Night Just Before the Forests London

By Bernard-Marie Koltès

Translation into English by Sinéad Rushe

Performed by BA Acting CDT and BA Theatre Practice students,
Royal Central School of Speech and Drama, London.

Performed 28 February-3 March 2018
Webber Douglas Studio, RCSSD, London.

Bernard-Marie Koltès (1948-1989) was the greatest French playwright of his generation, and Night (La nuit juste avant les forêts) is one of his most captivating and unsettling texts.

The story of an isolated young immigrant in a hostile city, Koltès said he wrote it like a musical composition, whose motifs and variations evoke a profound sense of restless yearning and disorientation. This pathbreaking production in a new translation reimagines the original monologue as a polyphonic work for five performers of different nationalities and genders, a chorus of fragmented parts that resonate with each other in harmony and dissonance.

CREATIVE TEAM

Direction: Sinéad Rushe
Sound design: Niels Lanz
Associate sound design: Joe Dines
Assistant direction and understudy: Youness Bouzinab
Set design: Egle Dambrauskaite
Lighting design: Corrie Harris
Lighting production: Tobias Gamble
Stage management: James Kiell and Gemma Martin
Production management: Gareth Edwards
Documentation: Jamie Chandler and Youness Bouzinab

CAST

Max Ferguson
Andrea Golinucci
Callan Purcell/Youness Bouzinab
May Weiss
Laura Wohlwend

Thanks to

D&B
Ballet Frankfurt
Jamie Chandler
Gretchen Egolf
Howard Gooding
Jessica Williamson at Judy Daish Associates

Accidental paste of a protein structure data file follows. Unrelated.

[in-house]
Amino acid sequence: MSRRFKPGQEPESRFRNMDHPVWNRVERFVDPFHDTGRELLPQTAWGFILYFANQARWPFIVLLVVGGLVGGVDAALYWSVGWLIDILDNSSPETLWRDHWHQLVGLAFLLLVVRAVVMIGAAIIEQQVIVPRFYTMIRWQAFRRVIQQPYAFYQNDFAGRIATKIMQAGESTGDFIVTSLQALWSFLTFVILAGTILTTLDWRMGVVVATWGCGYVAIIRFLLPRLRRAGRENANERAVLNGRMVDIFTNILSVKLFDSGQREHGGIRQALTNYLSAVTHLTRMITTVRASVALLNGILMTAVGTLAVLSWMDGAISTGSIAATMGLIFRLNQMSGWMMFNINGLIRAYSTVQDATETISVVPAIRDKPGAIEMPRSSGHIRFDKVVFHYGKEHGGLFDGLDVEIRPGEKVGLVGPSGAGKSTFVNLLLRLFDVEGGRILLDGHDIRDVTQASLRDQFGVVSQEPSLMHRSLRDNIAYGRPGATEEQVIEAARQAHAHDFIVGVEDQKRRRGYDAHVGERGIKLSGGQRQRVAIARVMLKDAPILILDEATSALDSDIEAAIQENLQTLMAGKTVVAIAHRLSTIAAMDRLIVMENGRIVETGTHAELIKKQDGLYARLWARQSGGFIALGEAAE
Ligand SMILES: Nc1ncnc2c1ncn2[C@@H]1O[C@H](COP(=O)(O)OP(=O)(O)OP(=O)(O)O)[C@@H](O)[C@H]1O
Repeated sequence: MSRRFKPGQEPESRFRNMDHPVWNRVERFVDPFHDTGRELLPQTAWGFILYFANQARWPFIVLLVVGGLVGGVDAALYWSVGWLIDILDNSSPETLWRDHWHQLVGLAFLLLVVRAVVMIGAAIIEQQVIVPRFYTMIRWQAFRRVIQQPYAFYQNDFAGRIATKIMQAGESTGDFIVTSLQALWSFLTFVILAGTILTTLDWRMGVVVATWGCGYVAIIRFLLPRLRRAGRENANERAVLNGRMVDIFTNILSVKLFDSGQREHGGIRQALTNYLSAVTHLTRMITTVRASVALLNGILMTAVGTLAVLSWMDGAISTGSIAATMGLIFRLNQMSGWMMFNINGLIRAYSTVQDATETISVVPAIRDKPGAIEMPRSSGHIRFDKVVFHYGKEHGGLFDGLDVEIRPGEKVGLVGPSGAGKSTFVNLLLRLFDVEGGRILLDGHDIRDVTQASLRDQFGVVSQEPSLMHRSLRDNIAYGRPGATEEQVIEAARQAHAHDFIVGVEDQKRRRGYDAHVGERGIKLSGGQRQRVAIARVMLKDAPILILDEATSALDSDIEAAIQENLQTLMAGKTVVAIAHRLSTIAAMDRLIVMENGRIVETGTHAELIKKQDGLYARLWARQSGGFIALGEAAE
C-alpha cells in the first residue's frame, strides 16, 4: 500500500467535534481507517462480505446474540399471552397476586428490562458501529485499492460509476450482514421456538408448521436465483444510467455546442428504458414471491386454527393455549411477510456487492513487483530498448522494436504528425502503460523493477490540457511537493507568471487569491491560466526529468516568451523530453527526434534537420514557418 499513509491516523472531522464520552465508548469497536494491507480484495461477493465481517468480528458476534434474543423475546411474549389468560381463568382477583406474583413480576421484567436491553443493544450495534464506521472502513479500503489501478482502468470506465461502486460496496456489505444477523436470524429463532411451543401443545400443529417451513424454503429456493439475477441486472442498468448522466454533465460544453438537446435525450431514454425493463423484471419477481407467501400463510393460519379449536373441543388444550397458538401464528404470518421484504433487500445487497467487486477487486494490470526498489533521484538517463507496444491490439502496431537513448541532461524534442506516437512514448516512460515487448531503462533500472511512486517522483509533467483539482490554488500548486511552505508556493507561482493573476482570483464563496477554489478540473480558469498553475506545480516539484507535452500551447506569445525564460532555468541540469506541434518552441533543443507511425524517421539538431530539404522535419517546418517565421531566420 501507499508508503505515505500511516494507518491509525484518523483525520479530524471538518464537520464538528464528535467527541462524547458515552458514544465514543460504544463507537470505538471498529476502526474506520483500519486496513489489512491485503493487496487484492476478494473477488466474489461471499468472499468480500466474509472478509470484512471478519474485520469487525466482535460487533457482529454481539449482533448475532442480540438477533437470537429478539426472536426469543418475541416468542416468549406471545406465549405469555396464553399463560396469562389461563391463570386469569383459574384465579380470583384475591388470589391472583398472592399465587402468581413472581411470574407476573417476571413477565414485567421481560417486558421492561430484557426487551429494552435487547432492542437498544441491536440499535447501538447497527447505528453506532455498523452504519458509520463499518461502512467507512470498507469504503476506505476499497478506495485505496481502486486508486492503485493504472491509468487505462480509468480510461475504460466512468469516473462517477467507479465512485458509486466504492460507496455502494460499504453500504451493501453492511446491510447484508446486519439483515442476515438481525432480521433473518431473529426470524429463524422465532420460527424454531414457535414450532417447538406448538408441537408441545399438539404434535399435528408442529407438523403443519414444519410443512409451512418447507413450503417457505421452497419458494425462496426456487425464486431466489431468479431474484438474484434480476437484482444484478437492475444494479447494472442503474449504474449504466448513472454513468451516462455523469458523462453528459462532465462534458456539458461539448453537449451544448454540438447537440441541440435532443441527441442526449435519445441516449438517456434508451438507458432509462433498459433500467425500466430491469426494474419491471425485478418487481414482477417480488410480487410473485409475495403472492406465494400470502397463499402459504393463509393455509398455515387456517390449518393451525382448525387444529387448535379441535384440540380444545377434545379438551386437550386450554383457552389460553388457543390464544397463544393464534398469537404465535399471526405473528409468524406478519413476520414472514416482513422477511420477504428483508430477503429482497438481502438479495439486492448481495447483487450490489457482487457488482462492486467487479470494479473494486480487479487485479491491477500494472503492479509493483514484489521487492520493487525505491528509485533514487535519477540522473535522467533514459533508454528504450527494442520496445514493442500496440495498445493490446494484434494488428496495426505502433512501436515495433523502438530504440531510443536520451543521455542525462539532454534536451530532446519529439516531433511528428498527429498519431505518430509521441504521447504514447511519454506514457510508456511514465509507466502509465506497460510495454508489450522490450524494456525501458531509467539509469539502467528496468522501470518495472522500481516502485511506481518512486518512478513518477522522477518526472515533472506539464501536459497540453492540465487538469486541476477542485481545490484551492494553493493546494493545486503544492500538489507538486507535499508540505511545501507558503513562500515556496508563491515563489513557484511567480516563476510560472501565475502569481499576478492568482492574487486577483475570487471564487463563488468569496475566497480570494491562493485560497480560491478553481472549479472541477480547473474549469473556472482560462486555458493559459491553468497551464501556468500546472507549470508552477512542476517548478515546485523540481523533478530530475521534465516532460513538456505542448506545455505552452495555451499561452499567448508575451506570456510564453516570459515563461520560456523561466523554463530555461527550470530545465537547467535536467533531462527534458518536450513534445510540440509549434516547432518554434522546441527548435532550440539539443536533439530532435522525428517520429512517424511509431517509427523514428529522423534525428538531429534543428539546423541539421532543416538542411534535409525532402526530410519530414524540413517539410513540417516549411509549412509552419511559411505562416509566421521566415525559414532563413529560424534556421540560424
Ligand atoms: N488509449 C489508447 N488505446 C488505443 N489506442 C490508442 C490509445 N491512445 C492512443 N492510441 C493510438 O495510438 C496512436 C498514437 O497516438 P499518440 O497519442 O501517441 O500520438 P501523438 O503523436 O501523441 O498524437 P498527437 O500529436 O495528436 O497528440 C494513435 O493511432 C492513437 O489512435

Catherine Alexander
François Koltès

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About

Although written as a one-person play, a sort of stream-of-consciousness appeal to an uncertain audience, we intensify its precarity and instability, as well as its peculiar intimacy, by refracting the monologue into a polyphonic work for five performers of different nationalities and genders.

The protagonist is undoubtedly a foreigner, a misfit, but more importantly, he is searching for a way somehow to be himself, or who he wants to be, without the luxury of being able to rely on a stable, pre-established sense of self. I believe that for Koltès a character, like a place or a country, is not a point of departure but a construct or result, the assumption of an ever-contested role.

Here, we explore whether it is possible to de-essentialise the voice of the protagonist without losing the specificity of the political relations between French and Arab cultures evoked in the play – the tense, tangled history shaped by the exploitation and oppression of Maghrébin immigrants, their exclusion in marginalised ‘banlieues’, the similarities that link their plight to that of other emancipatory struggles to which Koltès was passionately committed, in West Africa and Latin America. Though it wrestles with postcolonial legacies and urban alienation, I believe that Night is best read as a dramatisation of a more general human condition, a demonstration that every claim to self-sufficiency and transparency is an illusion.

Koltès said he wrote the play like a musical composition, a Bach fugue. A fugue is less a linear progression leading to a resolution than the exploration of an increasingly dense and complex space created through variations of its motifs. By staging Night as a fugue for five voices, as a ‘stereophonic’ articulation of character, the first person singular is split into distinct component strands, that converge and diverge so as to evoke an ever more finely spaced experience of the self, at once both more precarious and more assertive. The voice that emerges is one that could belong to almost anyone, a universal protest, an admission of vulnerability, an open cry for help.

As well as the London performances, we undertook three days research in 2017 at Royal Central School of Speech and Drama, London and performed a version of the show at the Macau Arts Festival 2018 in collaboration with Dirks Theatre Arts Association.